SYDNEY, March 10 (Reuters) - The Australian dollar was fighting to keep a rally alive on Wednesday after a top central banker bluntly rebuffed market chatter about early rate increases, helping pull local yields lower.
The Aussie faded to $0.7684, having just survived another brush with support around $0.7620 overnight. It needs to clear $0.7727 resistance to find firmer footing, while a break of the February low at $0.7565 would signal a deeper correction.
The New Zealand dollar dipped to $0.7150, and looked in danger of again testing support at $0.7105. Resistance lies at $0.7195, with more up at $0.7270.
The Aussie took a knock when Reserve Bank of Australia (RBA) Governor Philip Lowe pushed back strongly on market chatter of a rate hike as early as next year, reiterating that a move was unlikely until 2024 at the earliest.
He also said the recent rise in bond yields was good news if it meant the market was starting to believe policy would be successful in delivering higher wages and inflation.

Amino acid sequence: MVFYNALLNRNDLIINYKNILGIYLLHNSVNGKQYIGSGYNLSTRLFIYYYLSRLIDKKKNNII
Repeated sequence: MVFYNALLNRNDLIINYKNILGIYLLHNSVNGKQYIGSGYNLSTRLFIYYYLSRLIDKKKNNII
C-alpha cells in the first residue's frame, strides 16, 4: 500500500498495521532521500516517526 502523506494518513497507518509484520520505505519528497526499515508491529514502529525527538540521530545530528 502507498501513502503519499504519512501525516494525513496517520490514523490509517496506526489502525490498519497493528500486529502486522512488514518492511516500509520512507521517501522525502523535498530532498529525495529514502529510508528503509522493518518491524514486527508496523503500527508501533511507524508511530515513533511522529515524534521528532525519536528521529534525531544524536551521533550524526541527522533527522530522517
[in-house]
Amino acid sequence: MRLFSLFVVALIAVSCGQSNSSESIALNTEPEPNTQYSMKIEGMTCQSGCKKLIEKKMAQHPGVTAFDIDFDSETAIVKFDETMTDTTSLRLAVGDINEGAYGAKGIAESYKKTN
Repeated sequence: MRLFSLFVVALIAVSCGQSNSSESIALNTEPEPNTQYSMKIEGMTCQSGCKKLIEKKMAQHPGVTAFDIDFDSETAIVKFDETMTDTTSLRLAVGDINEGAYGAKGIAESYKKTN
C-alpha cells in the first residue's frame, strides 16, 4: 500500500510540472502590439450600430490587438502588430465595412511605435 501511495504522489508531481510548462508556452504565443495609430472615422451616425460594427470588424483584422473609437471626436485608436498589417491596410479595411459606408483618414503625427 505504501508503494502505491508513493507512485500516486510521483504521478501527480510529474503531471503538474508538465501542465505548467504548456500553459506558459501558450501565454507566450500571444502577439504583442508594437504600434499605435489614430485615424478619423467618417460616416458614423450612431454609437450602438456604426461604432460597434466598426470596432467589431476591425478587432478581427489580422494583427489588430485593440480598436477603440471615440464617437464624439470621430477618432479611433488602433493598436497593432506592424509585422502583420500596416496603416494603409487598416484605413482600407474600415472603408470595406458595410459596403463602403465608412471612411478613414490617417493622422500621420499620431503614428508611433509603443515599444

“The underlying tone of this speech was unambiguously dovish,” said Su-Lin Ong, head of Australian and New Zealand fixed income strategy at RBC Capital Markets.
“In particular, the discussion around maximum employment, challenges to wage growth and achieving sustained within-target inflation reinforces the likelihood of a prolonged period of low rates and even more QE beyond the current two programs,” Ong added.
That was a relief to the bond market for the short term, though if the RBA were ultimately successful in driving inflation higher it would likely put upward pressure on longer-term yields.
For now, yields on 10-year notes eased 6 basis points to 1.73% and away from last week’s high of 1.87%.
Three-year bond futures edged up 2 ticks to 99.752, though the implied yield of 0.248% remains well above the RBA’s target of 0.1%. The March contract expires next week and the roll over could create some volatility given a recent lack of liquidity in the market.
Across the Tasman, the Reserve Bank of New Zealand (RBNZ) also remains committed to low rates, but took a small step away from emergency settings on Wednesday by ending some loan schemes for banks.
Ten-year yields have eased to 1.83%, from their recent peak of 2.048%, but are still up 82 basis points for the year so far.
(Editing by Gerry Doyle)